When you’re arguing with your significant other, best friend or coworker, it can be hard to feel like you’re being completely understood. Human communication is a messy and imperfect art, marred by lack of social grace, limited amounts of empathy, and consistent aversion to admitting wrongdoing. This messiness is all part of being a human, and navigating human relationships. The question is, can Artificial Intelligence handle it any better?

AI researchers and specialists seem to think so. Consider the social cues we pick up on when communicating with one another that go beyond the literal meaning of the words we speak. Placing stress or emphasis on a certain part of speech can dramatically alter the inferred meaning of a sentence. (How are you doing? Becomes How are you doing?)

 Researchers have studied how humans pick up on and ignore certain, more complex, social indicators and how that skill affects the smoothness of our communication. Humans can understand the different implications of stressing certain parts of speech, but when it comes to detecting more acute changes and indicators in human communication, AI might be better equipped to handle it.

 One study pitted a machine learning algorithm against a group of trained therapists and relationship experts to predict the outcome of over 100 couples who sought counseling over two years. Not only was the algorithm more likely to be correct about which couples would stay together (79.3% accuracy), the algorithm was also able to pick up and collect data on metrics of human speech, focused on rhythm, volume and vocal quality, that are too advanced for our regular perception.

 How do we contend with and make use of this new reality, where computers can understand more about human relations than actual humans do?

For starters, we can use AI technology to our advantage when building and maintaining relationships. Researchers have used machine learning research to validate and underscore the idea that humans are constantly projecting more information about our thoughts and feelings than we can even be consciously aware of. After letting the algorithm collect data on the couples, a model through which an AI relationship therapist could operate started to become clear.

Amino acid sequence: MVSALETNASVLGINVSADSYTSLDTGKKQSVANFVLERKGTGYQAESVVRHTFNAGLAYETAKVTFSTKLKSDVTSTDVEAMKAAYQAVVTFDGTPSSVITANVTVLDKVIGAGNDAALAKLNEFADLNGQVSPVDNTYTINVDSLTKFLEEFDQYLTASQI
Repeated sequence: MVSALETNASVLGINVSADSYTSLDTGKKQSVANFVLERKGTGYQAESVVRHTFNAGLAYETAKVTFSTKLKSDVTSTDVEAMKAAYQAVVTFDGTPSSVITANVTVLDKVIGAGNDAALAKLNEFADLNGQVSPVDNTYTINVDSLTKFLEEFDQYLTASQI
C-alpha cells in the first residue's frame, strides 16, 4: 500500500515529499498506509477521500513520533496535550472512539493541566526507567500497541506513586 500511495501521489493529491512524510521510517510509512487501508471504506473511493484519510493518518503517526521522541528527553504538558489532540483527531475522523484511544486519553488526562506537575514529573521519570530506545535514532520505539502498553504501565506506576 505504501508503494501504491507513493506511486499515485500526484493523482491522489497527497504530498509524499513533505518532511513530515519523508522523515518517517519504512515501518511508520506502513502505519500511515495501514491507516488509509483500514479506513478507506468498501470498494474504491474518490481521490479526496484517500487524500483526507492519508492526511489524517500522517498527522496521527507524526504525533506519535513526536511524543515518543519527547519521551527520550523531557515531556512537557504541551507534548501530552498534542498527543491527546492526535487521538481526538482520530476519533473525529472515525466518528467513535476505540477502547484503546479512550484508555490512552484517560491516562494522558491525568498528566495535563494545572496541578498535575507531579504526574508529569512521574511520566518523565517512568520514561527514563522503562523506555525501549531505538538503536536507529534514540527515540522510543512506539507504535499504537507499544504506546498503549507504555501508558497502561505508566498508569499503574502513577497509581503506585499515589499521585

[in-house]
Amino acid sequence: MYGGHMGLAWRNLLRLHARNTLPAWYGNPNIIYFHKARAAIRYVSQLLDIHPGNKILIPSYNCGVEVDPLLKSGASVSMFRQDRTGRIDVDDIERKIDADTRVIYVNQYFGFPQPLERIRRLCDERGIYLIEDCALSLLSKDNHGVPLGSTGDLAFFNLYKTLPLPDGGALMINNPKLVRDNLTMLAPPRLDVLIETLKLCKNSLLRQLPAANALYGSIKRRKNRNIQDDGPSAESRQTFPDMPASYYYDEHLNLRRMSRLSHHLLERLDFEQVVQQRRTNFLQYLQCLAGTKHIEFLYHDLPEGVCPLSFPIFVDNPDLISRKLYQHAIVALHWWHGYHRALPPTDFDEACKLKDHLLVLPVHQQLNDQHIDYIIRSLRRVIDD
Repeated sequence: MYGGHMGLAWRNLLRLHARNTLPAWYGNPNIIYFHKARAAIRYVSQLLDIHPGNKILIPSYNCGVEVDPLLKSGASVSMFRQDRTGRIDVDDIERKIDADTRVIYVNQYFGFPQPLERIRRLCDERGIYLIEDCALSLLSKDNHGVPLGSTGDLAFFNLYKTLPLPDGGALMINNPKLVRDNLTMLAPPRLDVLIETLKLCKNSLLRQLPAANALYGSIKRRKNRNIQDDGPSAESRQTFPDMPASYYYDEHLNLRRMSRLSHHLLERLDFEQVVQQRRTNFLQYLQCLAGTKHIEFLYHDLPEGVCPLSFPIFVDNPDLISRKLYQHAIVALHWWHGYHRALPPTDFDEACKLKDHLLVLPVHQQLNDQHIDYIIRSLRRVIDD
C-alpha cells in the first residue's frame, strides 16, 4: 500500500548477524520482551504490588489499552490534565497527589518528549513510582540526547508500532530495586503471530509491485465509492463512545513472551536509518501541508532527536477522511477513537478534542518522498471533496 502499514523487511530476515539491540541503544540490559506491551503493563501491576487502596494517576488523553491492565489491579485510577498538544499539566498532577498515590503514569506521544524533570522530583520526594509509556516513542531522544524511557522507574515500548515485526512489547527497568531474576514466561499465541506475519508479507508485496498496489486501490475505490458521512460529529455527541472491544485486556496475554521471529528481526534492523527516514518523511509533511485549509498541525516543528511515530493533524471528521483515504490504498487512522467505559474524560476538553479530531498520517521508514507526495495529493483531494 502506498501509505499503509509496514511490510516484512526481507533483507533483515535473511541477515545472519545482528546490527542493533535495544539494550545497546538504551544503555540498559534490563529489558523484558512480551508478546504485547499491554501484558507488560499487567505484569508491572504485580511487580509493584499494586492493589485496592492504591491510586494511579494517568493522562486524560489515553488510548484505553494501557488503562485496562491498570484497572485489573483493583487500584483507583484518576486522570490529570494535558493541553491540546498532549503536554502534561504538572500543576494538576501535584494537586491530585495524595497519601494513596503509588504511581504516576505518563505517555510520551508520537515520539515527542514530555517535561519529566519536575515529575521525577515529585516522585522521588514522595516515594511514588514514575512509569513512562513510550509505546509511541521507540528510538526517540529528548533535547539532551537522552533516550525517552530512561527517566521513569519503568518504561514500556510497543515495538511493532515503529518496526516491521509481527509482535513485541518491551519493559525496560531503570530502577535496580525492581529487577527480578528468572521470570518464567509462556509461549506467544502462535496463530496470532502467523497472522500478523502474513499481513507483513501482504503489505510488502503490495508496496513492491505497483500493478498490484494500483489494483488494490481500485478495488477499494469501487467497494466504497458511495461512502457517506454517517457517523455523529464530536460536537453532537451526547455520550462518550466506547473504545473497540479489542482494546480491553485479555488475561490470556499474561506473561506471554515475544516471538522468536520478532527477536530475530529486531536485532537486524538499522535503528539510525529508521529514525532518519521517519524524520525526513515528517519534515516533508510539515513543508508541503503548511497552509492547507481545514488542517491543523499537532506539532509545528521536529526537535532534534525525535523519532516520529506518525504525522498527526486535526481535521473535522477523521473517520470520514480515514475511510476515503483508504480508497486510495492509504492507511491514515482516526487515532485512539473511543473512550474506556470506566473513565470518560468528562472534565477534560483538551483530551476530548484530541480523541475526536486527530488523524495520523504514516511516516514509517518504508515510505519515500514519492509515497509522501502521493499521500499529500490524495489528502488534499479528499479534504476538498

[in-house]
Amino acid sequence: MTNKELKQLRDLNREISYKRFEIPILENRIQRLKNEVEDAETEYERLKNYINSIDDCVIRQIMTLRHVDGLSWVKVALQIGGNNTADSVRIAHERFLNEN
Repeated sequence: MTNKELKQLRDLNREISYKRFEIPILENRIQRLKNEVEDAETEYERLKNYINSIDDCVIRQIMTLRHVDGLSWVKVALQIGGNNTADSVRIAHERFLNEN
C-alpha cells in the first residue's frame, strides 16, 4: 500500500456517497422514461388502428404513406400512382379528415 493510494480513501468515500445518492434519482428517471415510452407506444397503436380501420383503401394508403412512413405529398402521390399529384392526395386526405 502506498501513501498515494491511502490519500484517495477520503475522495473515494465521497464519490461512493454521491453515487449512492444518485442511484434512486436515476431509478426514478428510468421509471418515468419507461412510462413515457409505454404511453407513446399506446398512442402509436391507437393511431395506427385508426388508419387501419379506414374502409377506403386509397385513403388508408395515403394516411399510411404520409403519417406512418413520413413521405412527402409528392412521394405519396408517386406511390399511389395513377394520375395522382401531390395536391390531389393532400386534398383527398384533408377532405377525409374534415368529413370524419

Researchers at Texas A&M have been developing conflict detection AI software, that can pick up on the subtle indicators that trouble is brewing that might lead to an argument. The non-invasive sensors worn by subjects detect and measure vocal indicators that the previously discussed therapist-competing algorithm had a discrete awareness of. They also pick up on physical indicators perspiration and heart rate, all of which can indicate a possible impending argument.

 What results is a preventative approach to conflict resolution that is less fraught than the role of a marriage and family counselor or a relationship therapist, or even simply a friend acting as a mediator. The role of the AI based conflict detection software is not to get in the middle of your conflict, but stop it before it even begins. The software doesn’t need to know a ton about the intricacies of your relationship. Instead, it detects and analyzes various warning signs that we often overlook when escalating a conflict. What results is not exactly conflict resolution, but conflict avoidance. Think of it like a notification on your phone that tells you to think twice before heading into a heated argument. Your relationship might truly be better for it.

 Human beings will never be perfect communicators, but many of us would like to learn how to become better communicators with the people in our lives. When faced with a conflict, it might better not to give into anger and instead modulate your emotions in a way that is healthier for all parties involved. AI conflict detection software and machine learning algorithms that are designed to detect and interpret the subtleties of human interaction and emotions, can be used by humans to become more sensitive communicators in the future. And wouldn’t that ultimately be better for all our relationships in the long run.